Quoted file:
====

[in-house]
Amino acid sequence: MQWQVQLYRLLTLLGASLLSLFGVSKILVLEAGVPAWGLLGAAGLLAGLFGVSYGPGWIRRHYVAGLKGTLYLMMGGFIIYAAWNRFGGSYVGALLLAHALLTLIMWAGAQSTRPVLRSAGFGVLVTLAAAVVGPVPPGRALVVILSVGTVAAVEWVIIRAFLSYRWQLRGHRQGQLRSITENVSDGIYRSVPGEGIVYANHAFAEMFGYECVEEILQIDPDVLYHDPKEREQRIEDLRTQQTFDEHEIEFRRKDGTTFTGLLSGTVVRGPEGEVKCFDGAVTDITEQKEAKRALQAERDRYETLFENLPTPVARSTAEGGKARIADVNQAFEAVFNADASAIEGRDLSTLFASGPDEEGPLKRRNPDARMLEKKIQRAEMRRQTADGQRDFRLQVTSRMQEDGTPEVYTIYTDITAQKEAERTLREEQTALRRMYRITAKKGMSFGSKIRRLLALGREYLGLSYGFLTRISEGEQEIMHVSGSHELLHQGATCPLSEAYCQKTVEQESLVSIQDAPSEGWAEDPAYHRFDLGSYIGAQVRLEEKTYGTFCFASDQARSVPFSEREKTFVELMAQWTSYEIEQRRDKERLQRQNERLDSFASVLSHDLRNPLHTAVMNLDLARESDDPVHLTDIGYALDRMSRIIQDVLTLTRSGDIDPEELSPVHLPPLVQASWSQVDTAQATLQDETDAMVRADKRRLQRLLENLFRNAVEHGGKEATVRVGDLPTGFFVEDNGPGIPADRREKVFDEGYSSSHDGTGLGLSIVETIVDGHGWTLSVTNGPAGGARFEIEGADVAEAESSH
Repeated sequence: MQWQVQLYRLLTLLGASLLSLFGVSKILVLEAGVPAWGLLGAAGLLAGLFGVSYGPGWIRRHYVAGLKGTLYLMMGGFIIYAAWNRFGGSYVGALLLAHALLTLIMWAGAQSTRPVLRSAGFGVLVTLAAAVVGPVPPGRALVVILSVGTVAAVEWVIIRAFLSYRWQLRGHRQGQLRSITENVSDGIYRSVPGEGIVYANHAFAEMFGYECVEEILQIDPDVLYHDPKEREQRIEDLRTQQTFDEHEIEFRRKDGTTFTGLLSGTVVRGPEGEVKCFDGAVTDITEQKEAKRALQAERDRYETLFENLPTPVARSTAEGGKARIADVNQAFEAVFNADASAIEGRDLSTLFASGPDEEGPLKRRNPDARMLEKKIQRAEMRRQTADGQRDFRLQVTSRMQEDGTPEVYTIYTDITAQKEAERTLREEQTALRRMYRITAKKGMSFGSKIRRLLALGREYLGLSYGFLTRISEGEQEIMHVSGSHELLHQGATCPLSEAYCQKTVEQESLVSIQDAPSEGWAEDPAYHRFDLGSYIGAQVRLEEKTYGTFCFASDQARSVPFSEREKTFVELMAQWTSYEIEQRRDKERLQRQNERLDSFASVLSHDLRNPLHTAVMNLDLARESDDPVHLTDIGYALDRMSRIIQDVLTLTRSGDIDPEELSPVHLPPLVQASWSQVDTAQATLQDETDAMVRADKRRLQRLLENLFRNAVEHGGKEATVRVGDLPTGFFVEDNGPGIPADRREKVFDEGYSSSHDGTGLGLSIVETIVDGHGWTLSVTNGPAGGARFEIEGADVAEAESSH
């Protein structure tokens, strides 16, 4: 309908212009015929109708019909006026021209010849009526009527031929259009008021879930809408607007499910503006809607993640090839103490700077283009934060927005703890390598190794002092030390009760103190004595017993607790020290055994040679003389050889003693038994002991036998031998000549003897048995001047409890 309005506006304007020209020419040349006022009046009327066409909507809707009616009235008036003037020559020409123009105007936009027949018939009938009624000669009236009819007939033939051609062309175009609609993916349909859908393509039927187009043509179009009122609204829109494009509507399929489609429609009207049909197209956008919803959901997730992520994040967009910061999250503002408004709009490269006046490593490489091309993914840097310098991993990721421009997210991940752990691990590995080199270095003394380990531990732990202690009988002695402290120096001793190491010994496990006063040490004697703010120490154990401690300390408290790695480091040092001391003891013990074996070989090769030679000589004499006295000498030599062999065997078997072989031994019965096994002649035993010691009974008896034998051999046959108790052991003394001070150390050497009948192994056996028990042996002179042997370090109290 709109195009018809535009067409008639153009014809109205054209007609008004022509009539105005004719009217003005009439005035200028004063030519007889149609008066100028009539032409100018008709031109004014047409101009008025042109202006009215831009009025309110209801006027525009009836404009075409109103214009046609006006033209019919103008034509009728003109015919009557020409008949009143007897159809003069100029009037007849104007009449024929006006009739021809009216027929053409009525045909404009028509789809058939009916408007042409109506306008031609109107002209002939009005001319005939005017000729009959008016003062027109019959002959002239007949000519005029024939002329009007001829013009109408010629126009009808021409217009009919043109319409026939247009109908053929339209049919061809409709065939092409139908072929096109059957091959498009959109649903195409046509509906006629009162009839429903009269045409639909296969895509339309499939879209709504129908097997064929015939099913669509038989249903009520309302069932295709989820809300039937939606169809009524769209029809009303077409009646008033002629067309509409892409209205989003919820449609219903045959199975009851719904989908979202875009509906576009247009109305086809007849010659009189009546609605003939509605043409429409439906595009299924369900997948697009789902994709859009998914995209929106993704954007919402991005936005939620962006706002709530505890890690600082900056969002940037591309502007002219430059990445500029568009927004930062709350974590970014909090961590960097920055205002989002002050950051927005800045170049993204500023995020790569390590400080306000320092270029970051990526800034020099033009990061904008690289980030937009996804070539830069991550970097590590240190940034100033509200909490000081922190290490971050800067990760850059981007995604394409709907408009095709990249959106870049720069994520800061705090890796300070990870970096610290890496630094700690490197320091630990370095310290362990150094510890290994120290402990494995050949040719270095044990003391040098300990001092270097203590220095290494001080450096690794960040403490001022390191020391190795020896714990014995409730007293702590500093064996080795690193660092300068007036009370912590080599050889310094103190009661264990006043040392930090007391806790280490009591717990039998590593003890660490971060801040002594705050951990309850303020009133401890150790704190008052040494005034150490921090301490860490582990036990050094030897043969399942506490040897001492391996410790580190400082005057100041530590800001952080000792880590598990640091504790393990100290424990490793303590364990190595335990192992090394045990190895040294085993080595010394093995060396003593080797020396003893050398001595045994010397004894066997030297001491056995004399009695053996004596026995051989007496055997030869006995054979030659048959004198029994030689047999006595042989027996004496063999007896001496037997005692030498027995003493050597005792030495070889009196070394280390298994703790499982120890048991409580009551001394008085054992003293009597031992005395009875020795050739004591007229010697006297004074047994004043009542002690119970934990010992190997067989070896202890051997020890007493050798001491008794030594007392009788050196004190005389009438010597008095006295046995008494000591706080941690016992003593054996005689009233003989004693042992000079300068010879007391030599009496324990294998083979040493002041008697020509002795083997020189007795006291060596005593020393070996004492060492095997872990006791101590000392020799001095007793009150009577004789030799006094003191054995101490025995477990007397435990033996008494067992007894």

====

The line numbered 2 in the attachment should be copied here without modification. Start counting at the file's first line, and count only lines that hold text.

Amino acid sequence: MQWQVQLYRLLTLLGASLLSLFGVSKILVLEAGVPAWGLLGAAGLLAGLFGVSYGPGWIRRHYVAGLKGTLYLMMGGFIIYAAWNRFGGSYVGALLLAHALLTLIMWAGAQSTRPVLRSAGFGVLVTLAAAVVGPVPPGRALVVILSVGTVAAVEWVIIRAFLSYRWQLRGHRQGQLRSITENVSDGIYRSVPGEGIVYANHAFAEMFGYECVEEILQIDPDVLYHDPKEREQRIEDLRTQQTFDEHEIEFRRKDGTTFTGLLSGTVVRGPEGEVKCFDGAVTDITEQKEAKRALQAERDRYETLFENLPTPVARSTAEGGKARIADVNQAFEAVFNADASAIEGRDLSTLFASGPDEEGPLKRRNPDARMLEKKIQRAEMRRQTADGQRDFRLQVTSRMQEDGTPEVYTIYTDITAQKEAERTLREEQTALRRMYRITAKKGMSFGSKIRRLLALGREYLGLSYGFLTRISEGEQEIMHVSGSHELLHQGATCPLSEAYCQKTVEQESLVSIQDAPSEGWAEDPAYHRFDLGSYIGAQVRLEEKTYGTFCFASDQARSVPFSEREKTFVELMAQWTSYEIEQRRDKERLQRQNERLDSFASVLSHDLRNPLHTAVMNLDLARESDDPVHLTDIGYALDRMSRIIQDVLTLTRSGDIDPEELSPVHLPPLVQASWSQVDTAQATLQDETDAMVRADKRRLQRLLENLFRNAVEHGGKEATVRVGDLPTGFFVEDNGPGIPADRREKVFDEGYSSSHDGTGLGLSIVETIVDGHGWTLSVTNGPAGGARFEIEGADVAEAESSH